The U.S. Military is lifting one of it's final gender barriers,
Secretary of Defense Leon Panetta lifted the ban today on women serving in combat groups.
Just a few weeks before Leon Panetta steps down as defense secretary, he's made a game changing decision,
"General Dempsey and I are pleased to announce that we are eliminating the direct ground combat exclusion rule for women and we are moving forward with a plan to eliminate all unnecessary gender based barriers to service."
Since 1994, women have been excluded from combat zones.
But since recent Wars on Terror have no defined boundaries, female soldiers have been serving in hostile environments and they've been excelling according to Major Lyon of the Florida National Guard,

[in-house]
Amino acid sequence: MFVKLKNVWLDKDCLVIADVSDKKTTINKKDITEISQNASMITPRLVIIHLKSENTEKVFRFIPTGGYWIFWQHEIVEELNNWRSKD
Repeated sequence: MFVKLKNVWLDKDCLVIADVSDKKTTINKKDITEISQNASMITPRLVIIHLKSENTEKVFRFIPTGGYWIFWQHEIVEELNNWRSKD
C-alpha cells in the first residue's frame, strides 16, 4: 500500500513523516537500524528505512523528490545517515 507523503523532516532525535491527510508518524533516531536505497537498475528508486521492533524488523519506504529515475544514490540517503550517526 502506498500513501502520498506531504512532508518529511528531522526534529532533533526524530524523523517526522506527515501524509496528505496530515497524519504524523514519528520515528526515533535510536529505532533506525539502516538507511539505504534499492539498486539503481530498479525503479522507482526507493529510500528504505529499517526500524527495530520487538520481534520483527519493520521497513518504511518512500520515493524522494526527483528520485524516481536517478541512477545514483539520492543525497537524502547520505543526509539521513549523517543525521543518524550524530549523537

"I have personally served as a company commander in combat and I have put in awards for females doing some amazing work and finding themselves in some very dangerous situations already.
But Major Lyon admits there will be an adjustment period,
It's going to be tough to see how its going to be implemented for all regards because change by virtue of nature is sometimes tough especially when you are working with such a large organization."
Panetta, on the other hand, believes all soldiers should be allowed to excel, regardless of gender,
"If members of our military can meet the qualifications for a job and let me be clear, I'm not talking about reducing the qualifications of the job, if they can meet the qualifications for the job, then they should have the right to serve regardless of creed or color or gender or sexual orientation."
Panetta has set a tentative date of January 2016 for women to be integrated it combat units.